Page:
Has IBM Jeopardized Amazon’s CIA Contract?
Amazon’s (NASDAQ:AMZN) contract to build a cloud system for the Central Intelligence Agency had been a secret, but that’s not the case anymore. It may not even be a reality anymore.
In March it was reported by unnamed sources that Amazon had landed a deal to create a custom cloud system for the CIA. The contract was suggested to be worth $600 million over the next 10 years. Of course, due to the nature of the CIA, neither entity was able to comment on the validity of the claims.
Despite the lack of substantiation from the CIA and Amazon, signs were pointing to the deal being true. According to FCW, the CIA had been discussing ways to obtain software, use big-data analytics, and incorporate commercial-sector innovation. Amazon had even been mentioned by name a few times.
David Powner, the director of IT management issues at the Government Accountability Office, or GAO, said “I’m not aware of [the CIA-Amazon] contract, but I think in times of reducing budget situations you would expect to see agencies that haven’t considered cloud solutions extensively in the past would be looking more and more of doing something along those lines.”
When IBM (NYSE:IBM) found out that Amazon actually had won a contract with the CIA, it quickly stepped in to try and get the deal revoked. IBM does a lot of business in government contracts, so losing an opportunity to work for the CIA wasn’t something that it was going to take lightly.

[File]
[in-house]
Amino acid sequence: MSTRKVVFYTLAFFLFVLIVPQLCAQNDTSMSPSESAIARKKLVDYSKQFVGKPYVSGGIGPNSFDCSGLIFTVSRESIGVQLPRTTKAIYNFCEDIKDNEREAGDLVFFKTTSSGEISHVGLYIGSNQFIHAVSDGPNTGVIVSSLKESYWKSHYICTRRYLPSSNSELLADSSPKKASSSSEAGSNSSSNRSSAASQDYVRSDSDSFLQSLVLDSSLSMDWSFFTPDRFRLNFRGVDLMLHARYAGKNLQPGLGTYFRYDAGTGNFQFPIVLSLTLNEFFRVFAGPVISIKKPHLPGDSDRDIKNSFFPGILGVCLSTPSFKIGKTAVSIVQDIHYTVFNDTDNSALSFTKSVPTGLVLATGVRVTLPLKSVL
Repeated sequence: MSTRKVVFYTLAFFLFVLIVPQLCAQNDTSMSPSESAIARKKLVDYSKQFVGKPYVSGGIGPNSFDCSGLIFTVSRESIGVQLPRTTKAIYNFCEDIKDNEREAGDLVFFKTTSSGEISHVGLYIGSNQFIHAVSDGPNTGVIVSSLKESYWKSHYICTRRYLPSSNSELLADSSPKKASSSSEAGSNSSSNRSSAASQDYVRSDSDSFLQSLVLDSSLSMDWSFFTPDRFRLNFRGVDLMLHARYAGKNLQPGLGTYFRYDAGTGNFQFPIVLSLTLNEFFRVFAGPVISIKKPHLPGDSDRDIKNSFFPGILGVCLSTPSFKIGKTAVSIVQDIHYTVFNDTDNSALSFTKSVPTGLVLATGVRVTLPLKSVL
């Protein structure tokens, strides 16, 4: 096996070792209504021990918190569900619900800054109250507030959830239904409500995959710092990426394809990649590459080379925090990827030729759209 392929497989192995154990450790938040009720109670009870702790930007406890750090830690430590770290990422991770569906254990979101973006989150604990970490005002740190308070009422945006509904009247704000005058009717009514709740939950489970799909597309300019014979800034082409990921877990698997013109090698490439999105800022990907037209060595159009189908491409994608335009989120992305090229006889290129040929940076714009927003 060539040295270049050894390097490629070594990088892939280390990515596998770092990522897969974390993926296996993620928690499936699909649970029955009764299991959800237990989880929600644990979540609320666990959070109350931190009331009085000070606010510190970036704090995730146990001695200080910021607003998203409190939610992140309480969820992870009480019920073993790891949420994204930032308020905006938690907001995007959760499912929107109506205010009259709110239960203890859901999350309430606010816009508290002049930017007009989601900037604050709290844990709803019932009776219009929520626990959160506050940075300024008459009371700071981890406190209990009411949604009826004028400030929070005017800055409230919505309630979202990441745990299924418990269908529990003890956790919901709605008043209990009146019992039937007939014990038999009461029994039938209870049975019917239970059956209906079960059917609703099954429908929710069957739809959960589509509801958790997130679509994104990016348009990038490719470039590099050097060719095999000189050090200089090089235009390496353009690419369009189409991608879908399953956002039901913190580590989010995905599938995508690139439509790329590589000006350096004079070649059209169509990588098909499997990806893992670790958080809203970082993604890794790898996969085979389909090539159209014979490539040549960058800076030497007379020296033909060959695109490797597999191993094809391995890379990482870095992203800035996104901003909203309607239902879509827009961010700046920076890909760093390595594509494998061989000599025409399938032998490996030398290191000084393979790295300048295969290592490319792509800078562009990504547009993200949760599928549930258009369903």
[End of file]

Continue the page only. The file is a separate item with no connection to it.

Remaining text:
Though Powner of the GAO spoke of the contract between the CIA and Amazon as a good-sounding idea, the GAO seems to have turned its back on the stance. Taking its stand, IBM filed a protest with the GAO to break up Amazon and the CIA’s contract, and the protest was supported
Ralph White, managing associate general counsel for procurement law at the GAO, wrote to the CIA, explaining that the office had sustained or upheld portions of IBM’s protest. It was suggested that the CIA reopen the bid for the cloud contract to considered offerings from others.
The CIA does not have to do what the GAO recommends, but federal agencies generally do follow its recommendations. This could be bad news for Amazon and good news for IBM. If the CIA reopens the bid and the contest is steep, Amazon may have to settle for less in order to keep the contract, or it could lose the contract altogether.
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